I can't just close the bathroom door, as the pipes will freeze.  On the other hand the draft from the bathroom is bone-chilling. So I covered the walls with old plastic tablecloths.  I hope it works.

Now back to thinking of other things to batten down.

Thursday, January 02, 2014

Welcome Annie Moore

I just learned about Annie through a Tweet from Lifesite News.  On January 1, 1892, 14-year old Annie Moore, from Cork, Ireland, became the first woman to be processed through the newly opened Ellis Island immigrations center in New York Harbor.

Welcome Annie!

Some 22 years later my grandparents entered the US through the same station.  Welcome Harry and Sadie!

And many decades later, Desperate herself was there.  At the time Ellis Island had been closed for years and was nearly a ruin.  It was just beginning its huge restoration to make it the museum it is today.

I was there as part of a team that was making a documentary about immigration in America.  The host for the show was an American blueblood, scion of an important New England literary family.  The rest of us were immigrant stock- our director was an Italian-American kid from upstate New York.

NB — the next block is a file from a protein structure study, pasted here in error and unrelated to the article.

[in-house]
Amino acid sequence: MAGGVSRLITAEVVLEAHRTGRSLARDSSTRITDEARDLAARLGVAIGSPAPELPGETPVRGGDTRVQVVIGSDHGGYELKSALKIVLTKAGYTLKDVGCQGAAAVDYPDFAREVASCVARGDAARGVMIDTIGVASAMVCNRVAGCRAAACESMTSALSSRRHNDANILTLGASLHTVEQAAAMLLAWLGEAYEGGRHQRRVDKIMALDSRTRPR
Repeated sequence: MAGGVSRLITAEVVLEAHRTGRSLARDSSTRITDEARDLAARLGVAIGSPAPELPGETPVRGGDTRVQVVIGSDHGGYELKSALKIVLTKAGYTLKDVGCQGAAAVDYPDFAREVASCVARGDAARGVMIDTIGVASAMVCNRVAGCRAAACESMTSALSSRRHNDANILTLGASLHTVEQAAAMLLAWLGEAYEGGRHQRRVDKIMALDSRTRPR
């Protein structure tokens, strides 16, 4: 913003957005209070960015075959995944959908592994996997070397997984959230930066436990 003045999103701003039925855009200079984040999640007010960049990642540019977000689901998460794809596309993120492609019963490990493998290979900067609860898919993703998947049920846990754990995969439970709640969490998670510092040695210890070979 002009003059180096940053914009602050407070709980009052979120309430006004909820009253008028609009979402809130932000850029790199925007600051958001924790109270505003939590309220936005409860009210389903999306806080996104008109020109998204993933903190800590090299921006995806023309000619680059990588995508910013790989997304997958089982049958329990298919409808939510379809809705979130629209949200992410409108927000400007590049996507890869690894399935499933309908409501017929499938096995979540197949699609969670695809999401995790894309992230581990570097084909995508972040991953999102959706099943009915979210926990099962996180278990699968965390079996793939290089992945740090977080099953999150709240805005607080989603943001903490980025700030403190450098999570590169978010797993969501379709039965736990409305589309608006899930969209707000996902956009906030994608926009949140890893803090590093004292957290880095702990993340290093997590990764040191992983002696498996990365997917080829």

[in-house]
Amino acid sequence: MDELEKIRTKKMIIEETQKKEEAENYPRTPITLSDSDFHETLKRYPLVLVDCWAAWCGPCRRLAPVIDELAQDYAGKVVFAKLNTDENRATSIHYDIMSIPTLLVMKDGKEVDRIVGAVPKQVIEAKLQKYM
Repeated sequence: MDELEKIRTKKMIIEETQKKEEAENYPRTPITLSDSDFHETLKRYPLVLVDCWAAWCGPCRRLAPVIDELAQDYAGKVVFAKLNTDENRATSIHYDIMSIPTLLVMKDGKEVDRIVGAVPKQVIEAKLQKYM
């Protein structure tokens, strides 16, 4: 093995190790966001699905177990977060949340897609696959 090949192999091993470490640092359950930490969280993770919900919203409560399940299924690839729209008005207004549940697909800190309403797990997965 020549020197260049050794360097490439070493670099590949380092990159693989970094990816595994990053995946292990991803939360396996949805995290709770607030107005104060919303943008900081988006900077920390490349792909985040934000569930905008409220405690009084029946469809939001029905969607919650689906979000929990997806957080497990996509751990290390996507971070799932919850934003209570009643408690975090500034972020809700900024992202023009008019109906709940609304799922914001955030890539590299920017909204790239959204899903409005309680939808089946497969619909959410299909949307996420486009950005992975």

One day during a break we were talking about what Ellis meant to us as Americans.  I said my grandparents had come through Ellis;  my husbands had as well.  So had the grandparents of several crew members.  Our director added that when his grandparents arrived at Ellis from Italy his grandmother was pregnant with his father.

It was just an ordinary conversation, but there was real magic at work for us there that day. All our grandparents were from very different parts of the world, but here we were that day, and we had this in common:  Ellis Island was part of what made us all Americans.  It was almost as if we were all related. And Ellis was our old family home.

Happy Opening Day, Ellis.  Thanks for being there to welcome all of us.

Wednesday, January 01, 2014

Happy New Year

So, it's 2014.  The fireplace is on, the dogs have gone back to bed and it's 6 below zero outside, wind chill minus 20.  Happy New Year!